This incentive could mean that each major donor requires potential funds recipients to respect such a standard (this is basically what is happening now with Oxfam), and auditing its implementation. I think an even more promising approach is to introduce a certificate for the respect of such a standard, similar to what is happening with budget auditing, quality control (like the ISO:9000 family), Forest Stewardship Council (FSC) or Fairtrade certifications. This could take the shape of a single body issuing the certification, pretty much as it happens with Fairtrade (the Code Blue Campaign has recently suggested the creation of an interim commission with somehow a similar mission). However I believe that there is a strong risk of creating a potentially over-mighty certifying body, with potential problems for the accountability of this body itself. I consider more promising the model of quality control certificates or FSC certification, whereby the certificate issuers are separate and independent from each other and from the body creating the standard.

A way to go?

I believe that FSC certification is a relevant case in point, as a voluntary process a company can go through to certify that it has responsible forest management practices, as audited by companies that are independent from FSC itself. FSC is not exempt from critics, both regarding the technical aspects of the standard and the rigour of some auditing bodies. The risk of rubber-stamping is indeed inherent to any certification; however, a three-part process offers better guarantees than other approaches. And despite the critics, it is hard to argue that overall the creation of the standard hasn’t improved forest management compared to the 70s and 80s.

It is clear that the issue has no easy solution. Oxfam scandal has open a window of opportunity – perhaps putting on the hot seat the wrong culprit – but so far there are little indications that real measures will be taken outside of the single case itself. Not exploiting this to introduce practical solutions and reforms would be another dramatic failure, contributing to create more harm.

2 thoughts on “On sexual abuse in humanitarian contexts. What can the sector learn from forest management?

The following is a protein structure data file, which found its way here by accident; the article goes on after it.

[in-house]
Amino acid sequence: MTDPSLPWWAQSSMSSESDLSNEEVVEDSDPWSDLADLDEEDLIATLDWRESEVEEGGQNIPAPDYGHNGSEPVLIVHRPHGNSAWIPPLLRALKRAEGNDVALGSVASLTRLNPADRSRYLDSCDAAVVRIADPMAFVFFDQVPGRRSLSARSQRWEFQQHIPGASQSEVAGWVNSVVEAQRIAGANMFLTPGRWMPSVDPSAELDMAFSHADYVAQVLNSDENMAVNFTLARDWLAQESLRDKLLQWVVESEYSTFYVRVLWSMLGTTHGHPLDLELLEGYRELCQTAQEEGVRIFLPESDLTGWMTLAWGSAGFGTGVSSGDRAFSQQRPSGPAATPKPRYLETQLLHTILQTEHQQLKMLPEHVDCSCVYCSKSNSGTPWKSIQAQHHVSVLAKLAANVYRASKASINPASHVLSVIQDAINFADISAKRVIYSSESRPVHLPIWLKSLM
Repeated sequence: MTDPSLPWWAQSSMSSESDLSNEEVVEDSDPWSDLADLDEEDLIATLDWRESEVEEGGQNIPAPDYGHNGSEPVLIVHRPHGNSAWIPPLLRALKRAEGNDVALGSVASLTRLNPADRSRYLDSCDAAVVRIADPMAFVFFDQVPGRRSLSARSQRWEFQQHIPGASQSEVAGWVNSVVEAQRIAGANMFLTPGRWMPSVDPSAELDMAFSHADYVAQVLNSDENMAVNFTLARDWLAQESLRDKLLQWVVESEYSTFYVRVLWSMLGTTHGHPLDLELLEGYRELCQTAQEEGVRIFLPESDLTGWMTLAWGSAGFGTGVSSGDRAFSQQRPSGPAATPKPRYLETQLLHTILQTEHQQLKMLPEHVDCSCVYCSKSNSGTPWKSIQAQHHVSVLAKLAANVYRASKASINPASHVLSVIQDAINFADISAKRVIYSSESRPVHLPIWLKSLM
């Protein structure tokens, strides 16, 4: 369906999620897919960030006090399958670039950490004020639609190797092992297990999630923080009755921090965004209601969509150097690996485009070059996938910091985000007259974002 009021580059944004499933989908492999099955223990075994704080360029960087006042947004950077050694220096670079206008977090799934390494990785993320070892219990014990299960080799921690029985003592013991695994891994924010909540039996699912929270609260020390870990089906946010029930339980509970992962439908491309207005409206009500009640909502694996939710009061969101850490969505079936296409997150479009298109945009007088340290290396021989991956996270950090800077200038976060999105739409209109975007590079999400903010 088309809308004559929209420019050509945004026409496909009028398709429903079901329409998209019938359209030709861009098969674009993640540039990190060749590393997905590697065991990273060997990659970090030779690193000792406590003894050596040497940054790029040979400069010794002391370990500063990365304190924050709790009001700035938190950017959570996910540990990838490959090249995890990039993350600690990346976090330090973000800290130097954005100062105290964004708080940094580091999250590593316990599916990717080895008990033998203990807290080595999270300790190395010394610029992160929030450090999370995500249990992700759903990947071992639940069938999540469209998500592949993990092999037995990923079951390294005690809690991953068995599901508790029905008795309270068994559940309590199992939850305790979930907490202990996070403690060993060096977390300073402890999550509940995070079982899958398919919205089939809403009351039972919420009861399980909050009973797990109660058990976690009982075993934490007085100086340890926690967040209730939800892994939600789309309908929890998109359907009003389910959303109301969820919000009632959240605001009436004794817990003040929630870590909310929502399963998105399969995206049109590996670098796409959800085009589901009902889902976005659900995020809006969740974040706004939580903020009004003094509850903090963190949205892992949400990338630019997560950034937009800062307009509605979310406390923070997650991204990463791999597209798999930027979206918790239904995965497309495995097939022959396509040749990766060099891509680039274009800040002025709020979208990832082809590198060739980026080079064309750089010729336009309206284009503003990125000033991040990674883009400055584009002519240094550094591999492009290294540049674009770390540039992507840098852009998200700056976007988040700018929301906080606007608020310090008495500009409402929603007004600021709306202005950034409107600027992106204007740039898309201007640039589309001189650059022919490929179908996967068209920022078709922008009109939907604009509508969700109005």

1. Dear Francesco,
    … and a dream comes true. The “better world” you are describing in your blog already exists: donors do require proof from organisations about the quality and accountability of their work. Some donors use their own due diligence criteria, others require that organisations abide by the Core Humanitarian Standard on Quality and Accountability (CHS). Published in December 2014, the CHS is a measurable standard that addresses nine commitments to affected populations and includes several references to safeguarding.
    And following the launch of the standard an auditing body was founded which is completely independent from the standard and the copyright holders of the standard: the Humanitarian Quality Assurance Initiative (HQAI). Third-party quality assurance by HQAI is an objective and independent assessment of where an organisation stands in the application of the CHS. HQAI audits involve document reviews, interviews with staff, partners, the direct input of communities and affected people, other stakeholders and direct observations of selected country programmes in the field. Auditors also examine the output of other independent review processes. All these elements are interconnected to draw a reliable and objective picture of the organisation and incentivise organisations to make consistent investments into improving the quality and accountability of their work with crisis-affected and vulnerable people and communities. During an audit against the CHS auditors will assess not only if mechanisms are in place to identify gaps and weaknesses but also, in case of identified breaches, if adequate measures to correct and redress the issue are implemented. This applies to SEA and SHA safeguarding mechanisms, as well as other elements of quality and accountability. Read more about the topic on our Website: http://hqai.org/open-letter/

    Cherry on the cake: the Executive Director of HQAI (http://hqai.org/draft-hqai-secretariat/pierrehauselmann/) is a founding member of the Forest Stewardship Council (FSC), to which you refer as a positive example, and collaborated with a number of schemes in the sustainable development sector before bringing his solid experience to the humanitarian sector.

    Isn’t that good news? Let us know if you wish to discuss this topic further.
    Kind regards,
    Désirée from the team of HQAI


    1. Dear Désirée,

      thank you for your inputs. I wanted to mention the CHS as an example of standard within the humanitarian sector, but then for reasons of space I left that out with the idea of making a separate post.

      As you said, CHS and HQAI are exactly the type of initiatives that the sector needs, now more than ever. However – and rightly so – the scope of the CHS is wide in nature, covering all the core aspects of humanitarian action.

      Prevention of (and response to) sexual exploitation and abuse is only a part of this – but for its own nature and for the challenges it poses it probably requires an additional set of tools to be tackled, especially with regard to indicators ad measures to ensure that the policies are being implemented. In other words, a more specific, detailed, technical standard might be necessary.

      I will try to further develop on this in a separate communication, for now thank you for your attention and for your work!